More wise than I – The occasional musings of someone who aspires to be “a friend of the homeless,” for others who want to do the same: “Everyone wants to fix everything.” Our culture has developed a whole social strata of people fixers — psychologists, psychiatrists, sociologists, therapists, counselors, social workers, just to name a few.
Don’t get me wrong, I value those very highly those who make it their goal to help others. I work with them everyday. I am one with them and one of them. But I also value friendship, something we are all called to, and I worry that we have become so enamored with the “professional” approach to helping others that we have undermined the value of friendship. We’re scared to be helpers and friends merely because we lack a credential.
As Oz said to the Tin Man: “You don’t need a brain, you need a diploma!”
One of the gold standards of the people-fixing field is the MSW: Master of Social Work — as if there were such a thing. Does anyone ever master Social Work? On the one hand, this is a good reason for a little humility, a reason to keep studying and learning. And on the other, if no one masters social work, and everyone is still learning to swim, then all the rest of us of us can be more free to dip our toes in that water, not with a sense of entitlement, but at least with a little less fear that we just don’t know enough to make a difference in someones life.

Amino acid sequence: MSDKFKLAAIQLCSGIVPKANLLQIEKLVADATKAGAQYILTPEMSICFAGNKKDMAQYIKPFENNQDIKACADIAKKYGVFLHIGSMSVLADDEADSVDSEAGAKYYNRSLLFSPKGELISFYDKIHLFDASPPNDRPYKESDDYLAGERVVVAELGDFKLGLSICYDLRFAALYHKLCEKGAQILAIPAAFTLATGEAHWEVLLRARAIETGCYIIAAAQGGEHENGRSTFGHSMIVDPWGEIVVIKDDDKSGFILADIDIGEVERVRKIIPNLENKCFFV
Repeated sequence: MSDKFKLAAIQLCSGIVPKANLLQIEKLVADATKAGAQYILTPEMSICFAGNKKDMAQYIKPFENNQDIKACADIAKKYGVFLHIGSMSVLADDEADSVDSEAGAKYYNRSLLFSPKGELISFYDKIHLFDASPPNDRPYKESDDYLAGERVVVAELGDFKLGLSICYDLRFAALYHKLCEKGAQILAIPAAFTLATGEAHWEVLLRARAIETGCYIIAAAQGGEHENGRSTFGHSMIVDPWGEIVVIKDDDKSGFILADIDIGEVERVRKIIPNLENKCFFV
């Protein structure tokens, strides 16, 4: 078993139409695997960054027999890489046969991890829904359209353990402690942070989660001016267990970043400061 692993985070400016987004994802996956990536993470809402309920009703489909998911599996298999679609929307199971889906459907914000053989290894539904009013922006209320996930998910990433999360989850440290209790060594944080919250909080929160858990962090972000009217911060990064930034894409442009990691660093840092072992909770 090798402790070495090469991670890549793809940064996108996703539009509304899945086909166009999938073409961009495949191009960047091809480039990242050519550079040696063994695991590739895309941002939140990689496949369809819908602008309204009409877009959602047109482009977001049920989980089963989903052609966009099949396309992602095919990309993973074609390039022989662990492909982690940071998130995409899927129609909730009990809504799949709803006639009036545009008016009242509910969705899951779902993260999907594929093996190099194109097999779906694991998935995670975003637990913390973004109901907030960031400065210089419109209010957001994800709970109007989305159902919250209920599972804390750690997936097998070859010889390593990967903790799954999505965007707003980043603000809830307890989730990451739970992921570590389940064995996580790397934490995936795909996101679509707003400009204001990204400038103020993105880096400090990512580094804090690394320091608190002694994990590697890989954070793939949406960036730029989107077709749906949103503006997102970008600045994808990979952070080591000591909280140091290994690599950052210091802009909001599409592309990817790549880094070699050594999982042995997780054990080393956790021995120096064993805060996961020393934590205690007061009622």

“When we honestly ask ourselves which person in our lives means the most to us, we often find that it is those who, instead of giving advice, solutions, or cures, have chosen rather to share our pain and touch our wounds with a warm and tender hand. The friend who can be silent with us in a moment of despair or confusion, who can stay with us in an hour of grief and bereavement, who can tolerate not knowing, not curing, not healing and face with us the reality of our powerlessness, that is a friend who cares.”
— Henri J. M. Nouwen
Perhaps Henri Nouwen has it right. The best approach to helping is befriending, listening to, hearing, touching, feeling with others, and caring.
As often as not we do not have a cure. We do not even know the cure. Perhaps there is no cure; however, the best treatment, friendship, does not rely on a remedy, but simply on being present in the moment. This simple thing, friendship, matters.